In today’s riveting and rapidly changing news cycle, it’s easy to miss important scientific news of genuine importance. While the world focuses on fluff, sometimes we miss the facts. This is the case with a landmark new study by Dr. Caitlin Ryan, who runs The Family Acceptance Project at San Francisco State University. Along with her colleagues, she produced a study that delivered consequential, life-saving information on the negative effects parent-initiated sexual orientation change efforts (SOCE) have on adolescents.

It has long been established that efforts to pray away the gay or magically transform people from gay-to-straight through conversion therapy is harmful and ineffective. It is also a practice that is more common than one imagines, with an analysis by the Williams Institute estimating that nearly 700,000 U.S. LGBT adults have received SOCE conversion therapy interventions, including 350,000 LGBT adults who received SOCE interventions as adolescents.

Ryan’s study is important because it takes our understanding of SOCE to the next level, producing “the first study to examine young adults’ retrospective reports of parent-initiated efforts to change their sexual orientation during adolescence.”

She examined “the associations between these experiences and young adult mental health and adjustment.” Furthermore, her study “highlights the crucial role parents play in SOCE—either directly themselves or through sending their children to therapists or religious leaders.”

The results of the new study were not surprising, given what we know about the destructive nature of SOCE. Truth Wins Out and others have told the stories of “ex-gay” survivors who were devastated by such quackery. We also have decades of real life examples of “ex-gay” leaders coming out of the closet or being caught in embarrassing gay scandals. Still, it’s important to have actual data that confirms what practical experience has shown us.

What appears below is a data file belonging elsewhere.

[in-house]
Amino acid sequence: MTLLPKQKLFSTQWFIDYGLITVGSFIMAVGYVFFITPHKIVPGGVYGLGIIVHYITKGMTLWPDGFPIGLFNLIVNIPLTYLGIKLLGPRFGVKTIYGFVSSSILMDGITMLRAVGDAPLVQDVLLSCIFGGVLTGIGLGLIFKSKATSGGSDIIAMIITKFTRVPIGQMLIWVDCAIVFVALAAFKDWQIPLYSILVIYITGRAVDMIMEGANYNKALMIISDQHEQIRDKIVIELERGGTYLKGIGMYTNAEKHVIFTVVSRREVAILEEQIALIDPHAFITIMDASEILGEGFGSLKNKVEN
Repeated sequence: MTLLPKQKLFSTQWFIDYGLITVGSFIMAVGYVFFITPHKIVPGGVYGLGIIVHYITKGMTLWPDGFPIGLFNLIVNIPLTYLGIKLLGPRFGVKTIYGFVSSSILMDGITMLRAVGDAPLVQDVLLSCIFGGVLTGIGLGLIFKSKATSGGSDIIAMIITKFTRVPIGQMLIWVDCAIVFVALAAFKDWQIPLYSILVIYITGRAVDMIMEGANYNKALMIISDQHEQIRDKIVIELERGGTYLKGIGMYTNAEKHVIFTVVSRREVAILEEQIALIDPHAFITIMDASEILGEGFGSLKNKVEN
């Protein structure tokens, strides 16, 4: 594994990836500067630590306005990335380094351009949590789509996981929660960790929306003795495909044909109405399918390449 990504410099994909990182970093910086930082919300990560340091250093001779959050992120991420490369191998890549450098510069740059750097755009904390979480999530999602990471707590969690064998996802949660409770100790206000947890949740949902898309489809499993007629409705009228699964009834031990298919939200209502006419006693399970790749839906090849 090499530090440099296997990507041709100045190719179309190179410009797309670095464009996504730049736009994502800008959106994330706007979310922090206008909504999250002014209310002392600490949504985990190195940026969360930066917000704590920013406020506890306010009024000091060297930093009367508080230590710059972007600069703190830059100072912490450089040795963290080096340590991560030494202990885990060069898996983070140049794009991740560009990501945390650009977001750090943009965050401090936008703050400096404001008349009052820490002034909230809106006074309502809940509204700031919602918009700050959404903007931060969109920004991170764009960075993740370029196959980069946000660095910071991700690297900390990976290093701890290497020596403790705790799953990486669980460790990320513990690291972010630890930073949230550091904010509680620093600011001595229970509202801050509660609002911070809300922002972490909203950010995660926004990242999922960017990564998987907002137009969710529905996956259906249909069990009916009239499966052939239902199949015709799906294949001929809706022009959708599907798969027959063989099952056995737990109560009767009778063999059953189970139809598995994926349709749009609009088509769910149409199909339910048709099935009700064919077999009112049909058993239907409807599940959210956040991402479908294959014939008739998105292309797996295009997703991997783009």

Here are takeaways from the study, published in the Journal of Homosexuality:

• Parent-initiated attempts to change participant’s sexual orientation during adolescence were associated with more negative mental health problems for young adults.

• Specifically, those who experienced SOCE were more likely to have suicidal thoughts (although only for those who reported SOCE with external conversion efforts) and to report suicidal attempts and higher levels of depression.

• Participants who experienced SOCE had lower life satisfaction and less social support in young adulthood.

• Results from this study clearly document that parent/caregiver efforts to change an adolescent’s sexual orientation are associated with multiple indicators of poor health and adjustment in young adulthood.

• The negative associations were markedly stronger for participants who experienced both parental attempts to change their sexual orientation, coupled with efforts to send the adolescent to a therapist or religious leader to change their sexual orientation (strategies often called “conversion” or “reparative” therapy).

• SOCE is associated with multiple domains of functioning that affect self-care, wellbeing, and adjustment. Parent -initiated SOCE during adolescence were associated with lower young adult socioeconomic status: less educational attainment and less weekly income (although only for those who experienced attempts to change with external conversion efforts).

• Family religiosity was strongly linked to parental attempts to change sexual orientation.

• In the current study, gender nonconforming youth were more likely to experience attempts to change their sexual orientation through conversion therapy with therapists and religious leaders.

• The results show that immigrant parents are more likely to try to change their children’s sexual orientation by sending them for clinical or religious intervention.

• As indicated by this study, more attention is needed on family-based efforts to change a child’s sexual orientation and gender expression. Because LGBT youth cannot escape family rejecting behaviors

The bottom line is that well-meaning parents should think twice before inflicting SOCE on their children. Often, such parents rationalize their decision by saying, “What’s the harm in trying to change?”

Well, as this study proves, the harm can be rather significant and lead a child to depression, suicide, lower income as an adult, less education, and decreased happiness. It seems like a pretty steep price to pay for experimenting with so-called therapy or religious rituals that have repeatedly failed and left a human trail of emotional wreckage.

When it comes to dealing with gay or trans children, the temptation for parents to inflict “tough love” should be replaced by offering “smart love” which is accepting their children for who they actually are, not who the parents imagine they should be. The impetuous decisions made by parents today, even if well meaning, can have negative impacts that scar their children for life.